Consistency between Air-Fuel #s on dyno & in-car wideband O2?

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Consistency between Air-Fuel #s on dyno & in-car wideband O2?

Post by BradH » Fri Oct 27, 2017 2:31 pm

We had a full day of flogging my BB Mopar engine on the dyno last Saturday. I'm happy with the power it made, but none of the carbs tested (most of which are ones I assembled & baseline-tuned) were set up currently where they'd run clean on the street.

The dyno data includes the calculated air-fuel ratios from the air turbine & fuel-flow readings. We also had a wideband 02 tapped into one header collector for checking idle & part-throttle readings separately from the dyno software, but no recorded data from that.

I'll be using an in-car wideband O2 meter for the first time when the engine's back in the car. I'm not expecting the actual #s from the multiple air-fuel readings (dyno software, dyno wideband, in-car wideband) to be the same due to all the variables that can come into play. However, is it reasonable to expect that the trends seen during the dyno session will be the same with the in-car meter? I have in mind readings such as a consistent part-throttle richness, lean or rich swings in the air-fuel ratio at different RPM ranges depending upon the carb, etc.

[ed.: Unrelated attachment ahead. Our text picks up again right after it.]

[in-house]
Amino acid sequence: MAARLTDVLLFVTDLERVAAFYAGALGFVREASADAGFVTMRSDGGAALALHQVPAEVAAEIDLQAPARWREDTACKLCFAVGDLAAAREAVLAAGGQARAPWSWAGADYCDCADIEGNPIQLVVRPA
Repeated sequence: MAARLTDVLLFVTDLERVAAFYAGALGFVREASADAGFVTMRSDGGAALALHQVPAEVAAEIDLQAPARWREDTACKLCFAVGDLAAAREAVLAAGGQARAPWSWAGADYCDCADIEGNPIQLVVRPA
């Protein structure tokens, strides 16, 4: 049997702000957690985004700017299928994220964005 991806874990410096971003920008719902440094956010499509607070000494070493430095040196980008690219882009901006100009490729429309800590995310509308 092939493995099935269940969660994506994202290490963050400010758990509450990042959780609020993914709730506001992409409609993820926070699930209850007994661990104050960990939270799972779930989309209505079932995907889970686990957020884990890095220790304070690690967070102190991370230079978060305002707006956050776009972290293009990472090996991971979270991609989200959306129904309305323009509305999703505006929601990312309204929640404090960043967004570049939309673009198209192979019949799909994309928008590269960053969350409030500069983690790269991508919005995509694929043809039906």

I'm hoping the in-car wideband will help refine the street tune, but still expect the track will be where the full-power settings are dialed in.

Thanks - Brad

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Re: Consistency between Air-Fuel #s on dyno & in-car wideband O2?

Post by nickpohlaandp » Fri Oct 27, 2017 2:45 pm

How different was the dyno setup vs. what you'll be running in the car? Same sensor? Same headers? I've been taught that the dyno AFR readings are usually more accurate than the widebands that you buy and install in your car, but if you're using the same type of sensor I imagine you'll get the same type of readings, assuming the headers are the same too.
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Re: Consistency between Air-Fuel #s on dyno & in-car wideband O2?

Post by BradH » Fri Oct 27, 2017 2:49 pm

Headers are different (the headers that fit the car don't fit the dyno, and vice versa), although similar dimensions for average primary length, same collector diameter & length. Both are passenger car headers, rather than a dyno header and a car header.

Not sure if the O2 sensors are the same, but I'm fairly sure the dyno wideband was a F.A.S.T. unit and my in-car is an Innovate.